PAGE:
• Commercial aircraft would not be able to land because someone uploaded a flawed version of the flight software into a terminal and this software then automatically uploads to the aircraft. Even if the software was faulty, the pilots can still land the plane. One of the planes in the show was able to buzz the airport, clipping the tower with a wing in the process. Should have crashed because of that but of course it didn't. They flew to within 25 feet of the ground, wheels down. So why didn't they just land?
  • It is possible to  drop a network cable from an airborne jetliner through the wheel-well to a moving car below and in seconds download the software. Come on! This isn't even close to being possible. Nothing in that scene is even remotely possible.
  • You can prevent a bomb capable of bringing down a building from doing its job by encasing it in quick-hardening epoxy. I'm no bomb expert, but the amount of epoxy used in the program would probably not have had much of an effect on a bomb of that size. In fact, the configuration of the epoxy and the bomb would most likely have focused the blast upwards causing even more damage. These guys are supposed to be super-geniuses, you can see the detonator caps sticking into the C4. Couldn't they just pull them out?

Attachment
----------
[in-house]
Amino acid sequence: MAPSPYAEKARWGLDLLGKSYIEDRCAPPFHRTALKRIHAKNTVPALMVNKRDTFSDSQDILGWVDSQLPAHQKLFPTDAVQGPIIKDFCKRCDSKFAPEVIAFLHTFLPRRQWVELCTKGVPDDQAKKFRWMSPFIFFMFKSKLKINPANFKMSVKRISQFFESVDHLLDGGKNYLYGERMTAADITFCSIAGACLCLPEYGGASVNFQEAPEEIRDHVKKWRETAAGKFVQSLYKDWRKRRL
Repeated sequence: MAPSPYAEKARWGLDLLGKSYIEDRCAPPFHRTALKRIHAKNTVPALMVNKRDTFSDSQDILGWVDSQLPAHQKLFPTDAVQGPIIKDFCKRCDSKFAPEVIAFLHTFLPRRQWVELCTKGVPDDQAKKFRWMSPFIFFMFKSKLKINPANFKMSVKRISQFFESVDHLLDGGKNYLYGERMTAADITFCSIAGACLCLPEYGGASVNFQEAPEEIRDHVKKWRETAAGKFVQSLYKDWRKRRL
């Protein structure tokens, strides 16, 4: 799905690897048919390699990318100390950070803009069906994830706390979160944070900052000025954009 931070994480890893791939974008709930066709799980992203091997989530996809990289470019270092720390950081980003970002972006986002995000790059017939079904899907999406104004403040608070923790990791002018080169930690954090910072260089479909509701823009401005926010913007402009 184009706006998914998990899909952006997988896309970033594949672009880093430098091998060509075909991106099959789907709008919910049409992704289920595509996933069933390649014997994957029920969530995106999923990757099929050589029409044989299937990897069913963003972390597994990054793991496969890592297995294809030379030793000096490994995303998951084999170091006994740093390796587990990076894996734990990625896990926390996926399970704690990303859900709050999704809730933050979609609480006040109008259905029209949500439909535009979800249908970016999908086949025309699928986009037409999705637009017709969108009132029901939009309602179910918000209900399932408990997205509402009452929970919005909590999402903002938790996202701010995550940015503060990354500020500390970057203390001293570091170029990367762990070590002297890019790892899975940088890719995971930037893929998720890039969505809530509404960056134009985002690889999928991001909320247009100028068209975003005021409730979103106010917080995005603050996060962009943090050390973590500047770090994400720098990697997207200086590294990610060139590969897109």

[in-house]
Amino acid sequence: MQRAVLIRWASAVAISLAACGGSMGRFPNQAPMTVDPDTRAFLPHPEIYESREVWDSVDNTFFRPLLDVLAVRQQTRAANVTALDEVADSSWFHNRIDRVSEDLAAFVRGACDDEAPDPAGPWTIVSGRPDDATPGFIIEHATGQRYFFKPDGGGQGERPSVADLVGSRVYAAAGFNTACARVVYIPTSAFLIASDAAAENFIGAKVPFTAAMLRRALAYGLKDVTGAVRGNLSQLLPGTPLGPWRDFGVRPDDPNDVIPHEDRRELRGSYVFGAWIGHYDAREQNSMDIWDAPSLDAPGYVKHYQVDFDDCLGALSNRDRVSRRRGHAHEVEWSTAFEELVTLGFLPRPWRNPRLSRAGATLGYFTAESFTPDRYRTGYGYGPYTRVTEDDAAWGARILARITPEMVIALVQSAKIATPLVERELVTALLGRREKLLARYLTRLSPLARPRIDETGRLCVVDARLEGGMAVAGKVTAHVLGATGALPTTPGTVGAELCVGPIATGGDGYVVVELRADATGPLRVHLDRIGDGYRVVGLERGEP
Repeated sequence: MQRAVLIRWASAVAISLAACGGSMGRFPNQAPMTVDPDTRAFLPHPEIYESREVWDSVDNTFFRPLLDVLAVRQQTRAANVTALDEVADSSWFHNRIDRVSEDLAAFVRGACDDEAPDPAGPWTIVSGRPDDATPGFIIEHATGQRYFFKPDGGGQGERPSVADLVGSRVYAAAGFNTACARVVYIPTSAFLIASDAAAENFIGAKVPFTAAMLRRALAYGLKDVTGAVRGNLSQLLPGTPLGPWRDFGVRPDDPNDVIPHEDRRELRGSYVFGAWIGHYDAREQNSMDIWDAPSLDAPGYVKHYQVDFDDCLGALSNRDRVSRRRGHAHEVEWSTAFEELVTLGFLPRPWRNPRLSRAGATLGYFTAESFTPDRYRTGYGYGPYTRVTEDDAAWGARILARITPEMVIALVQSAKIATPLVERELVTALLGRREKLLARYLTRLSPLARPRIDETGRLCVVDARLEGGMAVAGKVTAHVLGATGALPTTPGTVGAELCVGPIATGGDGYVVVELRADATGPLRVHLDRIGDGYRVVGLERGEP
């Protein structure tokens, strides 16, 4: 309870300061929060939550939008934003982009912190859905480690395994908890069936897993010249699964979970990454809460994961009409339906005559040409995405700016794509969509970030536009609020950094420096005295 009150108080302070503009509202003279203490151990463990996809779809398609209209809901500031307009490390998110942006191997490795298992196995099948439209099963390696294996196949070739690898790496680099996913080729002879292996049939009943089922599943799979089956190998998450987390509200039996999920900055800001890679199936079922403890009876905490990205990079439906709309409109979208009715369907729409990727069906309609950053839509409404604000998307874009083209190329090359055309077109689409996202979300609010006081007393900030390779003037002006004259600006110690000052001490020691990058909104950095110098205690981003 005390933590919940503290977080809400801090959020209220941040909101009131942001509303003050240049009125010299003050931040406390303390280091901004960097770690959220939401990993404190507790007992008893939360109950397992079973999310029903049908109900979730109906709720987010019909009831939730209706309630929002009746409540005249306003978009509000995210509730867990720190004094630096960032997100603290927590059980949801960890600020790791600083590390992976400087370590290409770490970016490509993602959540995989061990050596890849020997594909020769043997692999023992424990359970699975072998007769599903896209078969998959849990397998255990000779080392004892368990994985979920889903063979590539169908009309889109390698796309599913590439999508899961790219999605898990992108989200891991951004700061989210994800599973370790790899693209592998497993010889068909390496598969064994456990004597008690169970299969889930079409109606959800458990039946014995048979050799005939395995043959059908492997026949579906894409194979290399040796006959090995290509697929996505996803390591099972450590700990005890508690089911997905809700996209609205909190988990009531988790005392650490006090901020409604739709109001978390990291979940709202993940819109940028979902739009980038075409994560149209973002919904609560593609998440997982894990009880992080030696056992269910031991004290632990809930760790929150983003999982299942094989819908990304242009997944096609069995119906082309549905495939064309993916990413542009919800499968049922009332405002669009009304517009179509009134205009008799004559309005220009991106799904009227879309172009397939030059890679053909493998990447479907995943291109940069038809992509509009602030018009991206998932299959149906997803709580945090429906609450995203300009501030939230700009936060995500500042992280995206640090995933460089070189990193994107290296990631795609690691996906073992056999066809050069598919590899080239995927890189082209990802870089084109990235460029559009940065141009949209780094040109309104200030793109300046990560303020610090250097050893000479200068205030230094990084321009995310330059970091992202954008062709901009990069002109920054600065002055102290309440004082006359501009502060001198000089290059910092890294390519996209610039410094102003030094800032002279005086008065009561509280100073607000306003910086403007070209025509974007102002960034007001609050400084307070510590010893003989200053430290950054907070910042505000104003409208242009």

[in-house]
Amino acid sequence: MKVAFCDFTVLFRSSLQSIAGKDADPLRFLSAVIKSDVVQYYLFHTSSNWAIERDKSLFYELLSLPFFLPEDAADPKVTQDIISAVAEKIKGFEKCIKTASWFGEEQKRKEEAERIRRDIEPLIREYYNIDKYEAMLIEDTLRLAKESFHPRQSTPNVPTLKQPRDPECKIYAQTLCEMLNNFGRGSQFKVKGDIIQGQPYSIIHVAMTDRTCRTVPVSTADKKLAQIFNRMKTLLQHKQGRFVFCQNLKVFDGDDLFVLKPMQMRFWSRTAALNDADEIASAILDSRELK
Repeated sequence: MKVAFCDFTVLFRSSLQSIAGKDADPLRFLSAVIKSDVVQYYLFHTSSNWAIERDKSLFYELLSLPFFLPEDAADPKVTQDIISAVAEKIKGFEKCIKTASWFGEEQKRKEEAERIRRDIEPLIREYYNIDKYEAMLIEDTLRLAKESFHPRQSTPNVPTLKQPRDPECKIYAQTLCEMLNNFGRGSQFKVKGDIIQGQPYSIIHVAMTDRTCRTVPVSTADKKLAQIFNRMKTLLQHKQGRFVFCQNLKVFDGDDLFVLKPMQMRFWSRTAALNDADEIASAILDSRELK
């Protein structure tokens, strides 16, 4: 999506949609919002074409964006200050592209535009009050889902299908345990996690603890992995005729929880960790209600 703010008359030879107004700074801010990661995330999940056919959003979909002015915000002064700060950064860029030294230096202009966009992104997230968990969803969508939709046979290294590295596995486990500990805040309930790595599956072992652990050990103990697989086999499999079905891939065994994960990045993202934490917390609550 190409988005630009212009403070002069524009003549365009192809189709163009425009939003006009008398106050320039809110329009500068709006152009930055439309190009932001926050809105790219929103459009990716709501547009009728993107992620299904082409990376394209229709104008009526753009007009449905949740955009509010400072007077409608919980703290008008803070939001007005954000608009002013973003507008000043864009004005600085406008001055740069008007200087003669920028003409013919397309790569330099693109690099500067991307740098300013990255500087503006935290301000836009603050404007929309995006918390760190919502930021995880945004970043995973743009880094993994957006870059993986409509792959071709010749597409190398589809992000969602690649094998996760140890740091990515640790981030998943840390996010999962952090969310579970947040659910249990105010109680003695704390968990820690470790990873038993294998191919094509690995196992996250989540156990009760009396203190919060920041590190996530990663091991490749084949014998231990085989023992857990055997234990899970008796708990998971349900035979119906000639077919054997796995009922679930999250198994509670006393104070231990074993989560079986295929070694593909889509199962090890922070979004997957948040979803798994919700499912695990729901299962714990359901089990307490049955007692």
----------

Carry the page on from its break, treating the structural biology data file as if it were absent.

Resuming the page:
• Nuclear power plants that are to be decommissioned are left unattended. The only people around in this episode was a military guard. Nobody left to maintain the equipment that was keeping the core cool. Nobody in the control room. Sorry, I hope the public doesn't believe that one.
  • An ancient computer can be overloaded by running a 'circuit check'. According to the show, the overload triggered a fire. I hope the next time I try to run to many things on my computer that it doesn't explode on my desk.
  • A computer is the sole device keeping the core from melting and this computer suddenly stops working because the software is out of date. What? Better keep up with all those security updates on your home PC or it will suddenly stop working. Nuclear power plants have multiple backups--equipment that will fire off and run without any human interaction. These systems do not rely on a single computer to operate properly.